Market Structures

     Market structures are economic models that help assess the competition occurring between businesses in a market. They represent multiple companies working together in one way or another to influence prices and availability of products.

Monopoly

     Monopolies are situations in which one entity is the sole seller of a product and therefore has total control of product pricing and availability. There is usually a huge barrier to entry, meaning that it is hard for competition to ever arise because it is difficult to start a business capable of pricing things similarly or providing a similar quality of product. This can have the serious disadvantage of leading to very high consumer prices for products, as the company has complete control over that product. There are many different types of monopolies, which are the following:

~Natural Monopoly - A monopoly that occurs naturally and the public usually has no issue with. Specifically, the costs of production are lowest when one company provides output, and thus that company can offer products cheaper than any competition that even tried to enter the market. Thus, the obvious advantage would be that consumers get the same products for cheaper. Walmart is a perfect example of a natural monopoly.

~Technological Monopoly - When one company has control over a specific manufacturing process and therefore can create a given product significantly easier than other companies. If a drug company patents a way of making a drug, for example, then it has a technological monopoly.

~Geographic Monopoly - When there are no other sellers in a given region to compete with a company. If there is only one supermarket withing a 30 mile radius, it will have a monopoly over the people in that region that still need food and other basic goods. Any store in a remote location makes a good example, as consumers do not exactly have a choice as to where they will go. Recently, internet service providers have been seen as negative geographic monopolies because they stay out of each others' "turf" to allow themselves to overcharge for or change service without losing customers.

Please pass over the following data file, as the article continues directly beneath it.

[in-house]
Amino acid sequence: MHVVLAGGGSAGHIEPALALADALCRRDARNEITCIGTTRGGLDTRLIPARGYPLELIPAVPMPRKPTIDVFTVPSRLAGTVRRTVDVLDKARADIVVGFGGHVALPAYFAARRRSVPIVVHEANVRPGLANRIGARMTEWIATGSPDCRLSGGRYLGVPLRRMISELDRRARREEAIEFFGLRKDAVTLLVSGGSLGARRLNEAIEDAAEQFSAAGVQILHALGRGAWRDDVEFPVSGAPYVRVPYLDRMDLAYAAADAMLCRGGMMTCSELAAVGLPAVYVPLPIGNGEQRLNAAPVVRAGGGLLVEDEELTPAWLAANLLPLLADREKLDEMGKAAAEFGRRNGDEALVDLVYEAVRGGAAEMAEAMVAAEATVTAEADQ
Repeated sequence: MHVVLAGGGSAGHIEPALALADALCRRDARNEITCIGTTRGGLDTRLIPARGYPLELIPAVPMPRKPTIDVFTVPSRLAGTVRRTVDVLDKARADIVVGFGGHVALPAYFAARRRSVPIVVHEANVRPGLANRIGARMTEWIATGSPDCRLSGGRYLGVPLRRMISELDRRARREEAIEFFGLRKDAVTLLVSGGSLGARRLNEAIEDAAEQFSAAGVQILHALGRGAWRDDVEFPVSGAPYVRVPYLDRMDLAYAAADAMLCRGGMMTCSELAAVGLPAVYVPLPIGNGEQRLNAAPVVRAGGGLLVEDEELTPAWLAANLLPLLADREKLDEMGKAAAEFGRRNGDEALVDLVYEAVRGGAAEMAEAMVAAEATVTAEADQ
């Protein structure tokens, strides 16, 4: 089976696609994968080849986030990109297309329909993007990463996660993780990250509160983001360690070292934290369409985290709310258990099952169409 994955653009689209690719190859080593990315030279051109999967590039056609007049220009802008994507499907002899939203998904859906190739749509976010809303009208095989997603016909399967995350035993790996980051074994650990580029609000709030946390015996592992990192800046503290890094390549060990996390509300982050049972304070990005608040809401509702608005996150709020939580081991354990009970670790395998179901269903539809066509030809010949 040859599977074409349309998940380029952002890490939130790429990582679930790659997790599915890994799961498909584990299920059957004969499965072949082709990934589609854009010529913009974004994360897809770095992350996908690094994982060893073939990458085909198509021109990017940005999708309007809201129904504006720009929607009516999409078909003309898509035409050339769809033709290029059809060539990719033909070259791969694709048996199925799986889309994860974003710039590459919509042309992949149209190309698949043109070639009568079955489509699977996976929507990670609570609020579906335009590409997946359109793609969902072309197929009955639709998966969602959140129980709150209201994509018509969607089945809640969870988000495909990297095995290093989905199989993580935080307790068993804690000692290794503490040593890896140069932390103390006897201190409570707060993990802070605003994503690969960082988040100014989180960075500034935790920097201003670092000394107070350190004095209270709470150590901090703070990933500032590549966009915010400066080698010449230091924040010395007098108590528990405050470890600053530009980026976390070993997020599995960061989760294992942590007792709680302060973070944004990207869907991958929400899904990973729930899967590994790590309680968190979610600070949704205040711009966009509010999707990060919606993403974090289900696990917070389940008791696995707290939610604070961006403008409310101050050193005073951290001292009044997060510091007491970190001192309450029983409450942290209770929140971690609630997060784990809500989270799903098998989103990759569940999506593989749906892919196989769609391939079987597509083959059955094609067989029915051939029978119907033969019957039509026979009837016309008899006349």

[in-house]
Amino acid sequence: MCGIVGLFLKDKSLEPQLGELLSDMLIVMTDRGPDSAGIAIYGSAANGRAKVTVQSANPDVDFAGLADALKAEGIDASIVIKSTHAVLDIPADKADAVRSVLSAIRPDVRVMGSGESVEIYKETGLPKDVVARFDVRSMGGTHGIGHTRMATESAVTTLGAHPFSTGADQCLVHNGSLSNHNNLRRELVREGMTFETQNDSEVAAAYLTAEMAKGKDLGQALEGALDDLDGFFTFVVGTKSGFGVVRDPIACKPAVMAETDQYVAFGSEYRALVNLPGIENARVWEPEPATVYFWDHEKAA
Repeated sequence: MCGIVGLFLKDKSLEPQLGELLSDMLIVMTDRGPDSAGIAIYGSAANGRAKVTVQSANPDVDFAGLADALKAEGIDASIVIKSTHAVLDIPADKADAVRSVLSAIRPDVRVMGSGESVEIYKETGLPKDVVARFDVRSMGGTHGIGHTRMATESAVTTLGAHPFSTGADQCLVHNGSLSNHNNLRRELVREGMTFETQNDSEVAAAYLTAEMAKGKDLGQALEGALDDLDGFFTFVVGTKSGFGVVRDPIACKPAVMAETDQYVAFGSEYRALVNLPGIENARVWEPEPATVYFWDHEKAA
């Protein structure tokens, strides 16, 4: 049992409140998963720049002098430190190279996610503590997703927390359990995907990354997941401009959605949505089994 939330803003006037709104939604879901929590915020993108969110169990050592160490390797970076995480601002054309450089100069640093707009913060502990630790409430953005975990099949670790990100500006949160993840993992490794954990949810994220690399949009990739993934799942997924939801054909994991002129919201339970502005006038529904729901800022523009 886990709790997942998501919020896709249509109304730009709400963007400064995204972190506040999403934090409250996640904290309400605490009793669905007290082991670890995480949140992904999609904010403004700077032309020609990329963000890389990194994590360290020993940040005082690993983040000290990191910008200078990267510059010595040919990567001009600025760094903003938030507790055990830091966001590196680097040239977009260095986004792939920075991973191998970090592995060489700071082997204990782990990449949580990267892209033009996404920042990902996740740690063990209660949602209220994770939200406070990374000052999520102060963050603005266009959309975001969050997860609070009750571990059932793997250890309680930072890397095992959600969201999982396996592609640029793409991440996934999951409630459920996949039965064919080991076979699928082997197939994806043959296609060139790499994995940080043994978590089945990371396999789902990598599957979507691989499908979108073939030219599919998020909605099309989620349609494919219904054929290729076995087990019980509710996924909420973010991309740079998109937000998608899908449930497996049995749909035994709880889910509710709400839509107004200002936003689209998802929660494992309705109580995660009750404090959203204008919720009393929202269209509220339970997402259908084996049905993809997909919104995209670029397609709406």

~Government Monopoly - When the government chooses to have one company produce all of one product because it makes sense, cost wise, to do it that way. This may occur via the government only contracting one company. A great example would be that of the Department of Defense and Lockheed Martin. Lockheed creates various simulators for the Department of Defense as well as the military vehicles that they are simulating. It wouldn't really make sense to have people competing in this field.

Oligopoly

     An oligopoly occurs when there are only a few major companies with large market share competing in a given market. An advantage of this is that the companies involved make large profits due to their large market share. Additionally, prices are usually stable for the consumer because there is controlled and steady competition between the large firms. However, this could lead to unrealistic pricing if the companies set all their prices unfairly. While potentially stable, the prices could still be set too high. Some examples of oligopolies would include that of, say, Microsoft and desktop operating systems. The only true competition is Apple and their operating system. This creates an oligopoly between the two companies, because they are the only true players in the market at the time.